Quote:And for those here who would recommend that people read the likes of Maritain with the excuse that while they may spew heresies, there are some good things in their writings - would you eat porridge with poison mixed in?  If not, why would you poison your soul in the same way?
So you believe in being spoon-fed by some intelligentsia from within the Church? Adult Catholics can read what they want, provided they're smart enough. If they encounter anything troublesome that is beyond their grasp, they can ask their priest, who should read with them, and try their best to not insult an honorable man such as Dr. Von HIldebrand, especially since there is no evidence that he was trying to overthrow dogma. I for one am glad the Index was crushed. Those who will be poisoned want to be poisoned. Those who thirst for truth, and deeper understanding will only grow if by reading some horrible idea they are offended. A Catholic who is intelligent enough to read such books is also humble enough to examine each step in any author's writings carefully and without haste. (Perhaps then we should be forbidden to read all theology, because we seem to be quite proficient at passing swift condemnation...Since rarely does this attitude coincide with those who assume themselves to be, shall we say, smarter than the rest?)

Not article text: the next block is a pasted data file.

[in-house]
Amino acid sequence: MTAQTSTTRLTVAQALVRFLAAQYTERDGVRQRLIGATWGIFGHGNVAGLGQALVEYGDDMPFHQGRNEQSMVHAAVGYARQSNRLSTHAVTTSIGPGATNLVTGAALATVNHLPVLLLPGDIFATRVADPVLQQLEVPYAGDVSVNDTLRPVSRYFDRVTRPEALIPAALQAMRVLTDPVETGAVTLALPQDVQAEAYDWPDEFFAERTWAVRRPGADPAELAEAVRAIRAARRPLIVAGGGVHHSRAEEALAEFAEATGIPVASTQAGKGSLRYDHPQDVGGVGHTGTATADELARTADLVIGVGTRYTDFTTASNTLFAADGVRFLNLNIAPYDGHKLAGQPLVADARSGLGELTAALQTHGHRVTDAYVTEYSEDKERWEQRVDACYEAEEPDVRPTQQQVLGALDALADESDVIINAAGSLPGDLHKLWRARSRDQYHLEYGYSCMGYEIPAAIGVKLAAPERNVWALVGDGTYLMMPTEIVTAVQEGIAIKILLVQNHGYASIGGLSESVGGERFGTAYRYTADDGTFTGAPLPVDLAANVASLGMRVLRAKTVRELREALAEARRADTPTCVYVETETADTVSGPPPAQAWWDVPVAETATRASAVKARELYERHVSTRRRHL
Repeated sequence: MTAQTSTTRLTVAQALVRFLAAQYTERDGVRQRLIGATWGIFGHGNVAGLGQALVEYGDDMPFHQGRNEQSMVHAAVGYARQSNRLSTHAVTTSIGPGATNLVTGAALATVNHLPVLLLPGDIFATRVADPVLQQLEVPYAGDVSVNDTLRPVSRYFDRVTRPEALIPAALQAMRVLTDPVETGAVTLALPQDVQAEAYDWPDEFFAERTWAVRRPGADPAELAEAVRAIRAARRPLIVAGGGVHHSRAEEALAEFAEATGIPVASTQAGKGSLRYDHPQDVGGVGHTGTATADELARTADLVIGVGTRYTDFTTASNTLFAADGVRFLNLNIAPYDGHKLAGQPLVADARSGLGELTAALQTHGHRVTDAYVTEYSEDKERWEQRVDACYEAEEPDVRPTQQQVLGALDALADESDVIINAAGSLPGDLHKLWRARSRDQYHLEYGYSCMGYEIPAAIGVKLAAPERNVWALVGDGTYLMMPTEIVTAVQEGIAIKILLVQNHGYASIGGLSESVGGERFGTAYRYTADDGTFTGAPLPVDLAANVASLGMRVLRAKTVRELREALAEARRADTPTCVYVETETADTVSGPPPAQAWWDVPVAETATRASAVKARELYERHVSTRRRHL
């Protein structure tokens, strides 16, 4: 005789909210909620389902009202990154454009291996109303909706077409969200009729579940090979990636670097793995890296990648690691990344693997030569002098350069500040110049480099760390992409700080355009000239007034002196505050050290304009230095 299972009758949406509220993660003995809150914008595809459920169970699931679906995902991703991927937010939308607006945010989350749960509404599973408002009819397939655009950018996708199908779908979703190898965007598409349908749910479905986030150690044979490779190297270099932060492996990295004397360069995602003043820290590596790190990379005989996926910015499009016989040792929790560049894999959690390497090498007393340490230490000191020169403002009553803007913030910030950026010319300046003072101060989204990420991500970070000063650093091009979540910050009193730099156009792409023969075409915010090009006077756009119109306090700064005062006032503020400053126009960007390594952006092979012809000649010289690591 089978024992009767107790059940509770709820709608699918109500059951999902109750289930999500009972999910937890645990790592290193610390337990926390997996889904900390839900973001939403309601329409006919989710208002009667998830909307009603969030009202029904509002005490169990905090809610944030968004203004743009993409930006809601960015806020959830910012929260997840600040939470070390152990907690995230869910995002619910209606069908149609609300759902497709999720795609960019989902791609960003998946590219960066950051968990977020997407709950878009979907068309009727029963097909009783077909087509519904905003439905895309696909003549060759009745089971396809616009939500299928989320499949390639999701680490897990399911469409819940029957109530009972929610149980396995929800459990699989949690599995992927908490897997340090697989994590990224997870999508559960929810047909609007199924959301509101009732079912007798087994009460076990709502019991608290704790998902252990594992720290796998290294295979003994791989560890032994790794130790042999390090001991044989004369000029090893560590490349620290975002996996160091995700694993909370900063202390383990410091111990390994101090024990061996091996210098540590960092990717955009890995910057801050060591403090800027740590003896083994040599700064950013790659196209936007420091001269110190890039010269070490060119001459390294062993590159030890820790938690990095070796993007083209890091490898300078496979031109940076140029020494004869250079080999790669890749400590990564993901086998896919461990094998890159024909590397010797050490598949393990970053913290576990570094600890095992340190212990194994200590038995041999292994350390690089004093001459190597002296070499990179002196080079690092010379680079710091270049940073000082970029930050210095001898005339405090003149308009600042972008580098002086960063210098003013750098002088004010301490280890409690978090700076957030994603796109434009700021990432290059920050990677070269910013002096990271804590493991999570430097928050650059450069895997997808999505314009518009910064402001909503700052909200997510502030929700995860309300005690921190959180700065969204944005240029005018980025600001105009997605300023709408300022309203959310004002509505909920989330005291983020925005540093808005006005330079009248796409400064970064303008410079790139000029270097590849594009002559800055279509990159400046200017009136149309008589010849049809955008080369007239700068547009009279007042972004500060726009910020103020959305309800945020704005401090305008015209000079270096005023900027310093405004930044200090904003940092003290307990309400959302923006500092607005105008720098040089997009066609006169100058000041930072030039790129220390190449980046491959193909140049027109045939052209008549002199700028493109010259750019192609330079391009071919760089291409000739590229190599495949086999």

Quote:All Catholics should avoid all works by the modernists and stick exclusively to works we know are safe and follow logic - it is that which will beat the modernists, not an "understanding" of their lies.
Complete and utter nonsense. Even if the two aforementioned authors were crypto-heretics, it would actually be helping their (alleged) cause were we to simply be uneducated about their writings. Clinging to our Baltimore Catechisms at night while we sleep (which, sorry to say, weren't and aren't bloody enough) isn't going to make things all better.


As for Garigou-Lagrange, I have nothing bad to say. Excellent writer, and probably very holy.

(01-29-2010, 04:42 AM)Oldavid Wrote: Yes, indeed, I concur with most of the above.Since about 1840 "theologians" have been incorporating very subtle inferences of modernism into their writings. Even be cautious of Garigou- Lagrange as he has "blessed" Darwinism under the cloak of Scholasticism.    Dear God, I know that we deserve it but can we bear it?
Oh quit being so dramatic.  :laughing:

I can tell the lot of you spend your whole morning glue to Tradition in Action.  :puke:

If no one read their writings, they would have had no success.  It is their popularity that enabled them to triumph. It is nearly ridiculous to suggest that we should read the writings of heretics or else they will flourish.  Garigou-Lagrange wrote vehemently and often against the ideas of people like Maritain - it is sufficient for me to read his responses than the original works because there is a much smaller chance of being taken in by it.  I am not as smart as Garigou-Lagrange - why should I try to analyze Maritain when he has already done it far better than I could?  What is curious is how this has a parallel in modernism - in which we are told to go to "original sources" and work from there - ignoring scholastic tradition which has clearly explained those sources for near one thousand years.